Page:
Imagine you are interviewing for a new position and the applicant says, “Don’t worry about what I did before. Let’s just talk about what I can do for you now.” You’d be a little suspicious, right?
It turns out that humans use the same part of our brains to evaluate brands as we do people. So as a company, you have to act like a person. It’s hard to trust someone if you don’t think they want what’s best for you. That’s why Shared Purpose is so important.
It’s also hard to trust someone if you don’t understand where they came from and what they will do next. This is why a good narrative has a through line that connects the past with the future.
The element of Narrative that defines this thread is Company DNA. It is the source of your authenticity as it comes from who you are rather than what you say. Since no one else has your DNA, it is a sustainable source of differentiation.
Like human DNA, your Company DNA was formed at conception and does not change over its lifetime. But it's not completely fixed. Like human DNA, it can be expressed in different ways.
As an example, consider the story of Satoshi Tajiri, a boy growing up outside Tokyo. He loved collecting insects so much the other children called him “Dr. Bug.” But as urban expansion replaced the fields and forests, Satoshi’s insects disappeared.
Satoshi grew up and developed an interest in games. He saw a way to recreate his childhood experience of collecting magical, elusive creatures. He did this with trading cards and video games. Eventually his vision came to smartphones in the game Pokemon Go.
Pokemon Go became the most popular mobile game in history. In 2016, millions of people gathered in public spaces trying to “catch” Pokemon characters with their phones. The Pokemon DNA of “collecting creatures” had come to life in the outdoor environments where it was first conceived.
Meanwhile, a comparison of IBM and HP reveals what happens when a company abandons its DNA and how Company DNA applies to B2B companies.
Tom Watson was the founder of IBM. On his desk was a sign that said THINK. It reflected his belief that IBM should make machines that helped people think, and should use thinking to build better machines. This DNA of “thinking machines” has expressed itself in many ways over the years, from the ThinkPad laptop to the Smarter Planet initiative to today’s artificial intelligence engine of Watson.
In contrast, the founder of HP, Bill Hewlett and Dave Packard, founded the company in a one-car garage in Palo Alto in 1939. As they grew, the founders sought to maintain the spirit of entrepreneurship on a larger scale. This became the “HP Way,” one of the first examples of empowering employees, decentralizing the organization, and tying pay to performance. But in the 1990s, HP repudiated the HP Way, even as the rest of Silicon Valley embraced these same principles. Today, HP has been split into three separate companies without a clear identity or purpose.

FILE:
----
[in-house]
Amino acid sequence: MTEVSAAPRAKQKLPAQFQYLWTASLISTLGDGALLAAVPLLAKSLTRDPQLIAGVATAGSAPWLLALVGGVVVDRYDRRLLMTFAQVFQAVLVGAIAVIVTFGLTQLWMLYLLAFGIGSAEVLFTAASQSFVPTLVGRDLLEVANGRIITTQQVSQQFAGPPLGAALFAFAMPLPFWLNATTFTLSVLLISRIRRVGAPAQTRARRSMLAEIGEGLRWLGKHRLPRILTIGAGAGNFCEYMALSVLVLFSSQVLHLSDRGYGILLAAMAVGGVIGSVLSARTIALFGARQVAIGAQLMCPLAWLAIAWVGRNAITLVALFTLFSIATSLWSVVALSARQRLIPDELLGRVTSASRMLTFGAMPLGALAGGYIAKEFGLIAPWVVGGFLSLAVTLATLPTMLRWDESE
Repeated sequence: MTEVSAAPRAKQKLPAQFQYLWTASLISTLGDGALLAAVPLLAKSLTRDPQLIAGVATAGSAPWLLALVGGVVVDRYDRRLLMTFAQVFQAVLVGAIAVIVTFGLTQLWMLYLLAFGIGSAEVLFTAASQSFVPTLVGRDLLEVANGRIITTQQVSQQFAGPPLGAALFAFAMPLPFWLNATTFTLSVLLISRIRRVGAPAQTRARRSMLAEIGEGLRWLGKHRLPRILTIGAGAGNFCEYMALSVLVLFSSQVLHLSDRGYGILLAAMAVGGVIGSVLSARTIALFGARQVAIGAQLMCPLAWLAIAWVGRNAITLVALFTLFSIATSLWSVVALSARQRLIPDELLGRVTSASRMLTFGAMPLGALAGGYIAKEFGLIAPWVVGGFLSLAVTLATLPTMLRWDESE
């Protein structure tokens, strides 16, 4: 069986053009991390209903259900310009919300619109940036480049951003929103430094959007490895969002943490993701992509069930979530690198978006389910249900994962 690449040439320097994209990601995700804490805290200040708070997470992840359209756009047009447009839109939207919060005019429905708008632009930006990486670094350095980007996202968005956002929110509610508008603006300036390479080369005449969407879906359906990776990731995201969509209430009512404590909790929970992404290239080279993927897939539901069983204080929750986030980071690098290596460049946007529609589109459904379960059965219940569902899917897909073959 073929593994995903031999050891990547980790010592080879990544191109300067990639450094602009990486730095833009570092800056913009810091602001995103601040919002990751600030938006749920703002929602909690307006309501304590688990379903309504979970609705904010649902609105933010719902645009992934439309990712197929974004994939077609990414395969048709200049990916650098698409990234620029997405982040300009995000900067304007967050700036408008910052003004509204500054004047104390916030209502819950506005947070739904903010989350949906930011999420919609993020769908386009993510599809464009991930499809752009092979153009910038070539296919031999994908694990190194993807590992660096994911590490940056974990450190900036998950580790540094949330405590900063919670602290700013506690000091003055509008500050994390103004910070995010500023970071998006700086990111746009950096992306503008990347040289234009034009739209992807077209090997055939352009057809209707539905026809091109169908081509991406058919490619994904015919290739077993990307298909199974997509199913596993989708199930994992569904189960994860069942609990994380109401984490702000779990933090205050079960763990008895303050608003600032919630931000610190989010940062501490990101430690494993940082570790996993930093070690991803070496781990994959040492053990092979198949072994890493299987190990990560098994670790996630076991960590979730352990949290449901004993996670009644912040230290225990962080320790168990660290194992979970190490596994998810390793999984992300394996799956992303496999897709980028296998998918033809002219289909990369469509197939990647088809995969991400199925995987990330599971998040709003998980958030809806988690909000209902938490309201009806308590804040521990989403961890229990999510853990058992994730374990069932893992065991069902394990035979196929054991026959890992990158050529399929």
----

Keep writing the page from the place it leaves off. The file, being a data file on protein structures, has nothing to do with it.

We can see this same through line in other companies. Kaiser Permanente was founded in the Great Depression to serve thousands of workers building the Colorado River Aqueduct Project. The managers wanted to keep workers healthy, not just treat them when they got sick. Today Kaiser is the market leader in accountable care because their DNA is about good health through prevention rather than treatment of disease.
To find your Company or Brand DNA, start in the archive. Go back to your company history and look at what problems your founders were initially out to solve. Don't get hung up on the product or business model they used. Look at the fundamental need, activity or desire they were addressing.
Second, look into your company culture. What are the stories that people tell each other about the origins of the company? Pay particular attention to what you tell new employees. For example, at Staples every employee hears about how founder Tom Stemberg ran out of a typewriter ribbon on a July 4 holiday weekend, couldn't find an open stationery store, and came up with the idea for the company. This story reveals a key element of Staples DNA: keeping people in the flow of work.
Third, look at the most successful products and businesses you've had across the history of the company. What's the common thread that connects them together? What problem were they solving? What capability or expertise did they employ? What objective were they trying to achieve?